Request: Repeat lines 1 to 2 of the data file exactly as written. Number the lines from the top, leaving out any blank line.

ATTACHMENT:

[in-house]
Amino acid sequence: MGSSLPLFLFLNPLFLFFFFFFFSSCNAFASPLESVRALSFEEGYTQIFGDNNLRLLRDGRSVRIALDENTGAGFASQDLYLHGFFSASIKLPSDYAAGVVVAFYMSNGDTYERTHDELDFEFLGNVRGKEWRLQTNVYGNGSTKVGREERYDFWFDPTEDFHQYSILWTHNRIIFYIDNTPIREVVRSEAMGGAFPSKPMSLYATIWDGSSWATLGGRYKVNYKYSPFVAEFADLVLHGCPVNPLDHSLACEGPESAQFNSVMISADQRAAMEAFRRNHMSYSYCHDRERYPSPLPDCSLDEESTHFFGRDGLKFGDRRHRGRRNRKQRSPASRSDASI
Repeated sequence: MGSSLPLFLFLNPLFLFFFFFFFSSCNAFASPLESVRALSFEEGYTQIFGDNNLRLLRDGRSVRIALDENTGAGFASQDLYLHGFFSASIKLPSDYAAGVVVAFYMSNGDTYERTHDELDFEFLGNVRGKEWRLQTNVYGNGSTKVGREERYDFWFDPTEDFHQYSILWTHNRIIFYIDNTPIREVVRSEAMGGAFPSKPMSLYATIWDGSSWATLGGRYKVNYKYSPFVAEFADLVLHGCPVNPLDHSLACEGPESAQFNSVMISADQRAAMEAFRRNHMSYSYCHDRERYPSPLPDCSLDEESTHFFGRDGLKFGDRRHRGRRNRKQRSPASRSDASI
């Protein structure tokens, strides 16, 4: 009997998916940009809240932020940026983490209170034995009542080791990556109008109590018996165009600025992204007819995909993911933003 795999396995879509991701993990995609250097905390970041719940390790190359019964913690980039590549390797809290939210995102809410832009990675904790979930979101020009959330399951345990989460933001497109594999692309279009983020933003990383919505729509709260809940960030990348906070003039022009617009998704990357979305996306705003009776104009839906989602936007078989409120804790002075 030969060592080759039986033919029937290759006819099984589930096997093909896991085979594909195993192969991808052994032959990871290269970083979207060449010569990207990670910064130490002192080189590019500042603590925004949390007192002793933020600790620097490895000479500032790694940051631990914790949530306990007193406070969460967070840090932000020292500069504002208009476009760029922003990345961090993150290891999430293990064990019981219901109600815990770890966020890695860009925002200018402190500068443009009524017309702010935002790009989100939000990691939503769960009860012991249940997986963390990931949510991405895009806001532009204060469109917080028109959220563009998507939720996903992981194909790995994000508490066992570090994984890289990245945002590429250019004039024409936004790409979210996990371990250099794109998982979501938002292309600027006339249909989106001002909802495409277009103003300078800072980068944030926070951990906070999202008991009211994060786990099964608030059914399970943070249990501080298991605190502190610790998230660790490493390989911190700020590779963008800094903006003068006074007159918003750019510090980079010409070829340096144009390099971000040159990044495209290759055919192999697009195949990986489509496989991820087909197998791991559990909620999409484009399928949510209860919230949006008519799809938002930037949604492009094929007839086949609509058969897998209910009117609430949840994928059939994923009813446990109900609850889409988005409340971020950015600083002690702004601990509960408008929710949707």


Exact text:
[in-house]
Amino acid sequence: MGSSLPLFLFLNPLFLFFFFFFFSSCNAFASPLESVRALSFEEGYTQIFGDNNLRLLRDGRSVRIALDENTGAGFASQDLYLHGFFSASIKLPSDYAAGVVVAFYMSNGDTYERTHDELDFEFLGNVRGKEWRLQTNVYGNGSTKVGREERYDFWFDPTEDFHQYSILWTHNRIIFYIDNTPIREVVRSEAMGGAFPSKPMSLYATIWDGSSWATLGGRYKVNYKYSPFVAEFADLVLHGCPVNPLDHSLACEGPESAQFNSVMISADQRAAMEAFRRNHMSYSYCHDRERYPSPLPDCSLDEESTHFFGRDGLKFGDRRHRGRRNRKQRSPASRSDASI